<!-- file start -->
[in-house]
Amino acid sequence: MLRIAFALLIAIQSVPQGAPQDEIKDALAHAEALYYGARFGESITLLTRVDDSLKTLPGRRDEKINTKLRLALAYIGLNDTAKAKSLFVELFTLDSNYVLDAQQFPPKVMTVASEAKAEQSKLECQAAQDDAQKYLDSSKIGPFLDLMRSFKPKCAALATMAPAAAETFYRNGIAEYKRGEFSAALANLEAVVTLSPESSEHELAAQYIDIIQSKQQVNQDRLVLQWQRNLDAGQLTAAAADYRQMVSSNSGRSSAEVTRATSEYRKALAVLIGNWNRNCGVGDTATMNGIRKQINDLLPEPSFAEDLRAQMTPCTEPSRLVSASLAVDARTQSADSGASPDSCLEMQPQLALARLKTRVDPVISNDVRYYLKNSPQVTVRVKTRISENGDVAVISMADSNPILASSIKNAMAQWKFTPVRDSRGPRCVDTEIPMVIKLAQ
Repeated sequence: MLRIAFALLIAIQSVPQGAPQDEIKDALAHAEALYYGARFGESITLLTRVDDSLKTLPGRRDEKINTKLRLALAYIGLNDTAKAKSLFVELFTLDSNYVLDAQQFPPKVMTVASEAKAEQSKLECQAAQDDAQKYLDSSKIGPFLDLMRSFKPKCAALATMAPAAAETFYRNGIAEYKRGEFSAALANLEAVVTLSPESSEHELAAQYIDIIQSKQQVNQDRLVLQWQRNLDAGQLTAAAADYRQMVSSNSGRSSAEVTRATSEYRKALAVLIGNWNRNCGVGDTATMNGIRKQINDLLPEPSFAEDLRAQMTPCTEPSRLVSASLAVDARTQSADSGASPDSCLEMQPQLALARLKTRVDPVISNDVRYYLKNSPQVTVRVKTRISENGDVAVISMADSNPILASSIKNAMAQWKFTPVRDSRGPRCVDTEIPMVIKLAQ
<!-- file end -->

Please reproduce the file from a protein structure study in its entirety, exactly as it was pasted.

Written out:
[in-house]
Amino acid sequence: MLRIAFALLIAIQSVPQGAPQDEIKDALAHAEALYYGARFGESITLLTRVDDSLKTLPGRRDEKINTKLRLALAYIGLNDTAKAKSLFVELFTLDSNYVLDAQQFPPKVMTVASEAKAEQSKLECQAAQDDAQKYLDSSKIGPFLDLMRSFKPKCAALATMAPAAAETFYRNGIAEYKRGEFSAALANLEAVVTLSPESSEHELAAQYIDIIQSKQQVNQDRLVLQWQRNLDAGQLTAAAADYRQMVSSNSGRSSAEVTRATSEYRKALAVLIGNWNRNCGVGDTATMNGIRKQINDLLPEPSFAEDLRAQMTPCTEPSRLVSASLAVDARTQSADSGASPDSCLEMQPQLALARLKTRVDPVISNDVRYYLKNSPQVTVRVKTRISENGDVAVISMADSNPILASSIKNAMAQWKFTPVRDSRGPRCVDTEIPMVIKLAQ
Repeated sequence: MLRIAFALLIAIQSVPQGAPQDEIKDALAHAEALYYGARFGESITLLTRVDDSLKTLPGRRDEKINTKLRLALAYIGLNDTAKAKSLFVELFTLDSNYVLDAQQFPPKVMTVASEAKAEQSKLECQAAQDDAQKYLDSSKIGPFLDLMRSFKPKCAALATMAPAAAETFYRNGIAEYKRGEFSAALANLEAVVTLSPESSEHELAAQYIDIIQSKQQVNQDRLVLQWQRNLDAGQLTAAAADYRQMVSSNSGRSSAEVTRATSEYRKALAVLIGNWNRNCGVGDTATMNGIRKQINDLLPEPSFAEDLRAQMTPCTEPSRLVSASLAVDARTQSADSGASPDSCLEMQPQLALARLKTRVDPVISNDVRYYLKNSPQVTVRVKTRISENGDVAVISMADSNPILASSIKNAMAQWKFTPVRDSRGPRCVDTEIPMVIKLAQ